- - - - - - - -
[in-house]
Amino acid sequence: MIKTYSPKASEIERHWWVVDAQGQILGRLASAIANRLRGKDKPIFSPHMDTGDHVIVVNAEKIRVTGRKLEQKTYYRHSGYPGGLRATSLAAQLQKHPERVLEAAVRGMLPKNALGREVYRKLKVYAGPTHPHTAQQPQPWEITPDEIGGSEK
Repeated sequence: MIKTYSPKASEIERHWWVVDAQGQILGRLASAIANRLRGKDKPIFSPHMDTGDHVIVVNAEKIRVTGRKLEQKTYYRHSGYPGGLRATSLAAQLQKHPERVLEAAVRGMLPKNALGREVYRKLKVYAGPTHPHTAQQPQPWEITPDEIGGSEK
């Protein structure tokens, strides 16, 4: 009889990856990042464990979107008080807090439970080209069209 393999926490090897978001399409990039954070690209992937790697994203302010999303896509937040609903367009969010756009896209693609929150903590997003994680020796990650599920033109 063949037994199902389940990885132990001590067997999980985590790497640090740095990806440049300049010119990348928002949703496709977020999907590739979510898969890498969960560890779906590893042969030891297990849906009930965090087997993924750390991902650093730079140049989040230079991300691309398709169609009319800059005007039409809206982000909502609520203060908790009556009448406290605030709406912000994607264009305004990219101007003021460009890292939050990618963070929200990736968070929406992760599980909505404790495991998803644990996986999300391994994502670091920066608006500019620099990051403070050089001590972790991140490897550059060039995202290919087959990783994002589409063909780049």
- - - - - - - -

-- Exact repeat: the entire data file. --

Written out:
[in-house]
Amino acid sequence: MIKTYSPKASEIERHWWVVDAQGQILGRLASAIANRLRGKDKPIFSPHMDTGDHVIVVNAEKIRVTGRKLEQKTYYRHSGYPGGLRATSLAAQLQKHPERVLEAAVRGMLPKNALGREVYRKLKVYAGPTHPHTAQQPQPWEITPDEIGGSEK
Repeated sequence: MIKTYSPKASEIERHWWVVDAQGQILGRLASAIANRLRGKDKPIFSPHMDTGDHVIVVNAEKIRVTGRKLEQKTYYRHSGYPGGLRATSLAAQLQKHPERVLEAAVRGMLPKNALGREVYRKLKVYAGPTHPHTAQQPQPWEITPDEIGGSEK
């Protein structure tokens, strides 16, 4: 009889990856990042464990979107008080807090439970080209069209 393999926490090897978001399409990039954070690209992937790697994203302010999303896509937040609903367009969010756009896209693609929150903590997003994680020796990650599920033109 063949037994199902389940990885132990001590067997999980985590790497640090740095990806440049300049010119990348928002949703496709977020999907590739979510898969890498969960560890779906590893042969030891297990849906009930965090087997993924750390991902650093730079140049989040230079991300691309398709169609009319800059005007039409809206982000909502609520203060908790009556009448406290605030709406912000994607264009305004990219101007003021460009890292939050990618963070929200990736968070929406992760599980909505404790495991998803644990996986999300391994994502670091920066608006500019620099990051403070050089001590972790991140490897550059060039995202290919087959990783994002589409063909780049």